In the neighbourhood of Férento are sepulchres, some of  p210 Roman, but most of Etruscan construction. A few of these are tumuli, not of the large size seen at Veii, rather like those so common at Tarquinii; but the majority are caves hollowed in the rocks. Orioli mentions some remarkable tombs in a plain near the town, called Piano de' Pozzi, because they are entered by oblong wells or shafts sunk to a great depth in the earth, with niches cut in the side for the feet and hands,b as in the tombs of Civita Castellana and Falleri. One of the shafts into which he descended, was eighty feet deep, another, one hundred and twenty; and at the bottom were horizontal passages, opening at intervals into sepulchral chambers.24

The visitor may vary his route on his return to Viterbo, by way of Vitorchiano, a small town three or four miles from Ferento. A competent guide, however, is requisite, for there is merely a foot-path. Vitorchiano seems to have been an Etruscan site, and slight excavations have been made in its neighbourhood. It possesses the singular and exclusive right of providing servants for the Senator of Rome — that solitary representative of the mighty body that once ruled the world. This privilege is derived, tradition asserts, from classic times, and was accorded in perpetuity to Vitorchiano by a certain emperor, because one of its townsmen extracted a thorn from his foot. In virtue thereof, every forty years, the principal families in the place assemble and draw lots for their order of annual service; each family sending one of its members to Rome in its turn, or selling the privilege, which custom has fixed at a certain price. The truth of this story may be tested by any one who chooses to inquire on the Capitol of the Senator's  p211 servants, distinguished by their red and yellow, beef-eating costume. The validity of the privilege was contested, some years since, and the Vitorchianesi came off with flying colours.


NoteBacucco, the site of Aquae Passeris.

This is the opinion of Cluver (II. p561). The Peutingerian Table places Aquae Passeris between Forum Cassii and Volsinii, twelve miles from the former, and nine from the latter. If Vetralla be the site of Forum Cassii, the distance to Bacucco is about correct, but thence to Volsinii is fourteen miles; and this distance Cluverius thinks was originally stated by the Table, but that XIIII was corrupted in transcribing into VIIII which might very easily occur.

Professor Orioli also, who has published a long Latin inscription relative to the springs and course of these "Aquae Passerianae," found near the convent of Sta. Maria ad Gradus, near Viterbo, is of opinion that the said baths occupied the site of Bacucco. The inscription speaks of a "villa Calvisiana" at these Waters. (Ann. Inst. 1829, p174‑179). Signor Camilli, of Viterbo, however, would make the Bulicame to be the site of the Aquae Passeris (Ann. Inst. 1835, p5); but he is answered by Orioli (Nouv. Ann. Inst. 1836, p34.)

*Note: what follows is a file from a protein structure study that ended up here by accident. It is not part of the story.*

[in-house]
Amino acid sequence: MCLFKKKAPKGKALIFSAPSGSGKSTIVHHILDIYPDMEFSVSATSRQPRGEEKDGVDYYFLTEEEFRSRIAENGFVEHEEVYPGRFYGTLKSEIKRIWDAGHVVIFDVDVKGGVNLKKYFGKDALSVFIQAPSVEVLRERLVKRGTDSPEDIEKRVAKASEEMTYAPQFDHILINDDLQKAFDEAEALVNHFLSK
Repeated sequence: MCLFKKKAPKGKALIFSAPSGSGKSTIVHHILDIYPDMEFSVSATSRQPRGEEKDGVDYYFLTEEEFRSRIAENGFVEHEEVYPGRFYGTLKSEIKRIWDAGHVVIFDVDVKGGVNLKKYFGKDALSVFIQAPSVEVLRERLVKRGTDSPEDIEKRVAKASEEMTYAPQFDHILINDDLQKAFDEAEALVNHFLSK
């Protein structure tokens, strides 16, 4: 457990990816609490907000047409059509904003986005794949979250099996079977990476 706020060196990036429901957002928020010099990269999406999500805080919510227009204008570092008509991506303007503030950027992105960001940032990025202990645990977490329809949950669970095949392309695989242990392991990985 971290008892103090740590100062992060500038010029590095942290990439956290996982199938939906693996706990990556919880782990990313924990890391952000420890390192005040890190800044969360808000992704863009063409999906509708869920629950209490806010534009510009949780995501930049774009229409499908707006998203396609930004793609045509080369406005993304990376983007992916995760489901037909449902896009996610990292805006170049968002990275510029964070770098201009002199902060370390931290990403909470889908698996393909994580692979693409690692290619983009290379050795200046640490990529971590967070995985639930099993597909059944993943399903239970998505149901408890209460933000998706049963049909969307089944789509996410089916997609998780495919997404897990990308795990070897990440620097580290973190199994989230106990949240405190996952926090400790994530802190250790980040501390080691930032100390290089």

Martial (VI. epig. 42) mentions the "fervidi fluctus Passeris" as one of the hot springs of Etruria.

The Author's Notes:

1 Camilli, who has described it in his Monumenti di Viterbo, p57, does not attempt to decide whether it was bath, temple or sepulchre (vide Ann. Inst. 1829, p179; Orioli). Excavations were made here in 1830, and statues and mosaic pavements were brought to light. Bull. Inst., 1831, p84; Ann. Inst. 1835, 1‑7. Camilli. At Bagnaccio, a mile or so nearer Viterbo, is a pool called Il Naviso, which Annio and other antiquaries mistook for the Vadimonian Lake. Even Orioli was led into this error, but afterwards recanted.

2 See Appendix at the end of the chapter.

3 Bull. Inst. 1831, p85. It is considered by Lenoir (Annali dell' Inst. 1832, p277), from the character of its mouldings, to be of Roman construction, in imitation of tombs genuinely Etruscan; but I have already shown, in treating of the tombs of Falleri, that a resemblance to Roman architecture is not necessarily an evidence against an Etruscan origin; and it is clear that the Romans could as well imitate the Etruscans in the mouldings as in the general character of the tomb. Yet should the architectural adornments be such as bespeak a late date, and strong Greek influence, the monument must be regarded as Roman; for works of architecture, as of painting and sculpture, bear in themselves the best evidence of antiquity, as it is the nature of art not to revert from the complex to the simple, from the free and masterly to the stiff and imperfect. For an illustration of this tomb, see Mon. Ined., Inst. I. tav. XLI.16.

4 By Strabo (V. p226), Tacitus (Hist. II.50), Pliny (III.8), and Suetonius (Otho I.), it is called Ferentinum; by Ptolemy (Geog. p72, ed. Bertii) Pherentia; by Vitruvius (II.7) Ferentum. It may also be referred to as Ferentum by Suetonius (Vespas. 3); as Cluver (III p984) is inclined to think. It seems to have given name to an Etruscan family, mentioned on a sepulchral urn of Perugia — "Arnth Phrentinate Pisice." It is strange that Vermiglioli, who gives this inscription (Iscriz. Perug. I.319), should have thought of an analogy with the Frentani of Samnium (Strab. V. p241; Liv. IX.45), or with the Ferentinates of Latium, rather than with the town of Etruria. Müller (Etrusk. I p455) admits its derivation from Ferentinum.

Thayer's Note: Given the notorious problems in manuscript transmission of proper nouns and the likelihood of variation and confusion among the ancients themselves over a span of several hundred years, the discussion seems otiose to me. For example, the online text of Suetonius' life of Otho that I link to above has Ferentium.


— arvum

Pingue tenent humilis Ferenti. —